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<?xml version="1.0" encoding="UTF-8"?>
<module xmlns="urn:lighttpd.net:lighttpd2/doc1">
<short>modifies request path and querystring</short>
<description>
<textile>
It supports matching "regular expressions":core_regex.html#core_regex and "substitution":core_pattern.html#core_pattern with captured substrings as well as other placeholders.
If your rewrite target does not contain any questionmark (@?@), then the querystring will not be altered.
If it does contain @?@ the querystring will be overwritten with the part after the @?@. To append the original querystring, use @%{request.query}@.
*IMPORTANT*: rewrite only changes the url, not the physical filename that it got mapped to by docroot or alias actions. So you need your docroot and alias actions after the rewrite.
If you have conditional rewrites like @if !phys.is_file { rewrite ... }@ you need docroot/alias both before (so it can check for the physical file) *and* after it (to build the new physical path).
</textile>
</description>
<action name="rewrite">
<short>modify request path and querystring</short>
<parameter name="rule">
<short>a simple target string or one rule, mapping a regular expression to a target string, or a list of rules.</short>
</parameter>
<description>
<textile>
* The target string is a "pattern":core_pattern.html#core_pattern.
* The "regular expressions":core_regex.html#core_regex are used to match the request path (always starts with "/" and does *not* include the query string!)
* If a list of rules is given, rewrite stops on the first match.
* Replaces the query string iff the target string contains an @?@
</textile>
</description>
<example title="Example: rewrite always">
<config>
setup {
module_load "mod_rewrite";
}
rewrite "/new/path";
</config>
</example>
<example title="Example: rewrite if match">
<config>
setup {
module_load "mod_rewrite";
}
rewrite "regex" => "/new/path";
</config>
</example>
<example title="Example: rewrite on first match">
<config>
setup {
module_load "mod_rewrite";
}
rewrite ("regex1" => "/new/path1", ..., "regexN" => "/new/pathN");
</config>
</example>
<example title="Example: pretty urls">
<description>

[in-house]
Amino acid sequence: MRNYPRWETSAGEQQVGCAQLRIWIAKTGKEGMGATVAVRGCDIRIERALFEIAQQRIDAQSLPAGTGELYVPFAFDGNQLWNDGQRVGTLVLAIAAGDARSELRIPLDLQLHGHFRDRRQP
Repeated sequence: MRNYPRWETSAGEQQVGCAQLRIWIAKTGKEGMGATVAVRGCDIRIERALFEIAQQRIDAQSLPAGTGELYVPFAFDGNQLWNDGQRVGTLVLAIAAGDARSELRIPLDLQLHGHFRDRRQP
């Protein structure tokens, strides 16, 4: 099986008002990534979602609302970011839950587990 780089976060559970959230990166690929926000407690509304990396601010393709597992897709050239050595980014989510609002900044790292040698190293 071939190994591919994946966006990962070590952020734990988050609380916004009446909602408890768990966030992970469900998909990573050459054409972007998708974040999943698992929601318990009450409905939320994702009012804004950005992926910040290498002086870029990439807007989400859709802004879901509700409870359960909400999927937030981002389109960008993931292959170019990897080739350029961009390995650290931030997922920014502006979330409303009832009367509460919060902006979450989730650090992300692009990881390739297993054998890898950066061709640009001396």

<textile>
Note: you really should move the logic for such rewrites into your application, and just rewrite all pretty urls to your index.php without putting the actions into the querystring.
</textile>
</description>
<config><![CDATA[
setup {
module_load "mod_rewrite";
}
# bad: routing login in webserver config:
rewrite (
"^/article/(\d+)/.*$" => "/article.php?id=$1",
"^/download/(\d+)/(.*)$" => "/download.php?fileid=$1&filename=$2"
);
rewrite "^/user/(.+)$" => "/user.php?name=$1";
# good: handle it in the backend (easier to port the config)
rewrite "^/(article|download|user)(/|$)" => "/index.php";
]]></config>
</example>
</action>
<action name="rewrite_raw">
<short>modify request path and querystring, matching and writing raw path</short>
<parameter name="rule">
<short>a simple target string or one rule, mapping a regular expression to a target string, or a list of rules.</short>
</parameter>
<description>
<textile>
Similar to "@rewrite@":mod_rewrite.html#mod_rewrite__action_rewrite, but matches the raw path (i.e. the path before URL decoding and sanitizing) and the result is decoded again.
"@rewrite@":mod_rewrite.html#mod_rewrite__action_rewrite writes the result to @request.path@ and possibly @request.query@ and uses URL encoding to generate @request.raw_path@ from those.
"@rewrite_raw@":mod_rewrite.html#mod_rewrite__action_rewrite_raw writes @request.raw_path@ and decodes it into @request.path@ and @request.query@; this means the query string is always overwritten.
In both cases @request.path@ gets simplified afterwards.
</textile>
</description>
</action>
<option name="rewrite.debug">
<short>enable debug output</short>
<default><value>false</value></default>
</option>
</module>